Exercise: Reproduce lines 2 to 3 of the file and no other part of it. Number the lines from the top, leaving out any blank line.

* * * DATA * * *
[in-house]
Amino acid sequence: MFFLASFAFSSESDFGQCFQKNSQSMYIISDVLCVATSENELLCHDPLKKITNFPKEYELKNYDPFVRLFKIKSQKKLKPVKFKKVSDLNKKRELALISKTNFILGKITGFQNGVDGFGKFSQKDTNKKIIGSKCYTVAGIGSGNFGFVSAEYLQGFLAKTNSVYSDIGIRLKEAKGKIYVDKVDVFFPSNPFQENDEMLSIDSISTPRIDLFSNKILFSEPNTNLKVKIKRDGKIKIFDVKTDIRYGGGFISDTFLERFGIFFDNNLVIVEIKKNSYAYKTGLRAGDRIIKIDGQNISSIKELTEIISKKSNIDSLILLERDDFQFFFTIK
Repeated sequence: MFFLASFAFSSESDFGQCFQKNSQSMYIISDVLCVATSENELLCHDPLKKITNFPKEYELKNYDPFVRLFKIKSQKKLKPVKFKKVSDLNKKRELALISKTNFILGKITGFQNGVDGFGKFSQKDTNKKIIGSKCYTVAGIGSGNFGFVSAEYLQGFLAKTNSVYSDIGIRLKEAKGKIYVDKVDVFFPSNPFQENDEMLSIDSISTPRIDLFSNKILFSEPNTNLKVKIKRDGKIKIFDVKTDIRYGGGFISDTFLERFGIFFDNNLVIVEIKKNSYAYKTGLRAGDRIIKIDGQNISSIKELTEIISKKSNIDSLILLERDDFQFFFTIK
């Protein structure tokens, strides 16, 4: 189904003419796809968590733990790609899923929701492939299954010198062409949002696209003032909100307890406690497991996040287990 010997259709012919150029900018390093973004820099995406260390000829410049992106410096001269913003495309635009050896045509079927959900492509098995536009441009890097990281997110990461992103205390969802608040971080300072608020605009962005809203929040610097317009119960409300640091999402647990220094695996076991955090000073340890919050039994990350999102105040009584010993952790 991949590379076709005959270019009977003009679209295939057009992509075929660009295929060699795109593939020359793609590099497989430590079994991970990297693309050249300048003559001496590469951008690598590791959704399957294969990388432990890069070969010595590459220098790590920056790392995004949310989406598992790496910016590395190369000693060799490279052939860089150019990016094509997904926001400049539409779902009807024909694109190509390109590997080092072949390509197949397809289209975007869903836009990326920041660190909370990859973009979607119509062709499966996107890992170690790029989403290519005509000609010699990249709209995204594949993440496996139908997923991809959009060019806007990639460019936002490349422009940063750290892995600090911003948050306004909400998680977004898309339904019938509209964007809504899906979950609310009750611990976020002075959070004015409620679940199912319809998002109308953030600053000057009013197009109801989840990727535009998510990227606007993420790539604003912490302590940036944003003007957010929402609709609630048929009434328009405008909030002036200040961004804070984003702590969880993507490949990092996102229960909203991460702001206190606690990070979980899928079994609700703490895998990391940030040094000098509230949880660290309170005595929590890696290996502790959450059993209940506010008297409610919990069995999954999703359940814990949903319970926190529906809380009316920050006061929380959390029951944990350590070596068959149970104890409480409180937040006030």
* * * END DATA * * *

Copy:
Amino acid sequence: MFFLASFAFSSESDFGQCFQKNSQSMYIISDVLCVATSENELLCHDPLKKITNFPKEYELKNYDPFVRLFKIKSQKKLKPVKFKKVSDLNKKRELALISKTNFILGKITGFQNGVDGFGKFSQKDTNKKIIGSKCYTVAGIGSGNFGFVSAEYLQGFLAKTNSVYSDIGIRLKEAKGKIYVDKVDVFFPSNPFQENDEMLSIDSISTPRIDLFSNKILFSEPNTNLKVKIKRDGKIKIFDVKTDIRYGGGFISDTFLERFGIFFDNNLVIVEIKKNSYAYKTGLRAGDRIIKIDGQNISSIKELTEIISKKSNIDSLILLERDDFQFFFTIK
Repeated sequence: MFFLASFAFSSESDFGQCFQKNSQSMYIISDVLCVATSENELLCHDPLKKITNFPKEYELKNYDPFVRLFKIKSQKKLKPVKFKKVSDLNKKRELALISKTNFILGKITGFQNGVDGFGKFSQKDTNKKIIGSKCYTVAGIGSGNFGFVSAEYLQGFLAKTNSVYSDIGIRLKEAKGKIYVDKVDVFFPSNPFQENDEMLSIDSISTPRIDLFSNKILFSEPNTNLKVKIKRDGKIKIFDVKTDIRYGGGFISDTFLERFGIFFDNNLVIVEIKKNSYAYKTGLRAGDRIIKIDGQNISSIKELTEIISKKSNIDSLILLERDDFQFFFTIK